On March 17, FLA hosted a seminar and discussion in Washington, D.C., on social protection for apparel and footwear workers, with emphasis on Central America. Omar Salazar Alvarado, Executive Director of the Asociación de Servicios de Promoción Laboral (ASEPROLA), presented the paper Enhancing Social Protection in the Apparel and Footwear Industry in Central America, which was commissioned by the MFA Forum as part of its Sustainable Apparel and Footwear Initiative. The target countries in the study were Guatemala, El Salvador, Honduras, and Nicaragua – which have seen an estimated 20% decrease in employment in this sector over the past three years caused by the financial crisis in the United States and an increased shift of apparel and footwear production to Asian countries.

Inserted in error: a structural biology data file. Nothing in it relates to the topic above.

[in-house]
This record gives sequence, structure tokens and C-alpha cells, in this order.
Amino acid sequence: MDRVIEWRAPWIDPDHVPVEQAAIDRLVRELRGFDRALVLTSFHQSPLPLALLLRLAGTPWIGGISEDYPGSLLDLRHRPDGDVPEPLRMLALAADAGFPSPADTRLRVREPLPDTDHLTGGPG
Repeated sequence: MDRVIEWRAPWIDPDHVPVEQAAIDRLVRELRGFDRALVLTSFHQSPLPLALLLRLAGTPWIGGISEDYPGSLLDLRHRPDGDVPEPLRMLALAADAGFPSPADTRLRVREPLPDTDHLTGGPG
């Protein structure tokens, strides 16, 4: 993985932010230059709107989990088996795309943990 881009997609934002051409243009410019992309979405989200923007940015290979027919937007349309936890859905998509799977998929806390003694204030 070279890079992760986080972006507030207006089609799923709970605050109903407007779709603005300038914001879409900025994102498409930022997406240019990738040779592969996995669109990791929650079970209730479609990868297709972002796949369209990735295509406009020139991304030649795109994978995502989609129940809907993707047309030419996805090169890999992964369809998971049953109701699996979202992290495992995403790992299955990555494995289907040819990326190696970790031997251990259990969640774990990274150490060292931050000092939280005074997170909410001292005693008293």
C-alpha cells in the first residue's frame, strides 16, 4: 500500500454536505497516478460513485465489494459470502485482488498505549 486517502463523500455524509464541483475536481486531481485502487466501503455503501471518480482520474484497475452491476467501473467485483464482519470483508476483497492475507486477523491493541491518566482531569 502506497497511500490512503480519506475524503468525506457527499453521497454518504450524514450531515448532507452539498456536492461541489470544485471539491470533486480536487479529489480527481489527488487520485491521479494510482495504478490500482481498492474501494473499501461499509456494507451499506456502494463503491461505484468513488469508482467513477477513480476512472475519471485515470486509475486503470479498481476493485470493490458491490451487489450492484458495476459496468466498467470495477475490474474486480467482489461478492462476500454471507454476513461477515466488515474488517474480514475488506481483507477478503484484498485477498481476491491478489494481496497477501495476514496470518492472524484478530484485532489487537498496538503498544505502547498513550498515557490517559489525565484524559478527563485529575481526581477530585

The ASEPROLA report presents a series of proposals to strengthen worker protections in the region, focusing on the role of the government, workers and social justice organizations in this effort. It also provides a general context of the region in terms of employment structure, public policy and laws protecting workers’ rights. Details on wage structures in each of these countries – along with options for worker compensation – can be found in the report as well. Read the report in English or Spanish, below.
Mr. Salazar opened with an overview of the report, followed by a panel discussion moderated by FLA’s Executive Director Jorge Perez-Lopez. Panelists included: Jennifer Bair, Department of Sociology, University of Colorado; Ana Aslan, Bureau of International Labor Affairs, U.S. Department of Labor; Homero Fuentes, COVERCO, Guatemala; and Veronica Alaimo, Inter-American Development Bank.
View Mr. Salazar’s PowerPoint overview of key findings – which he presented at the event – in English or Spanish below.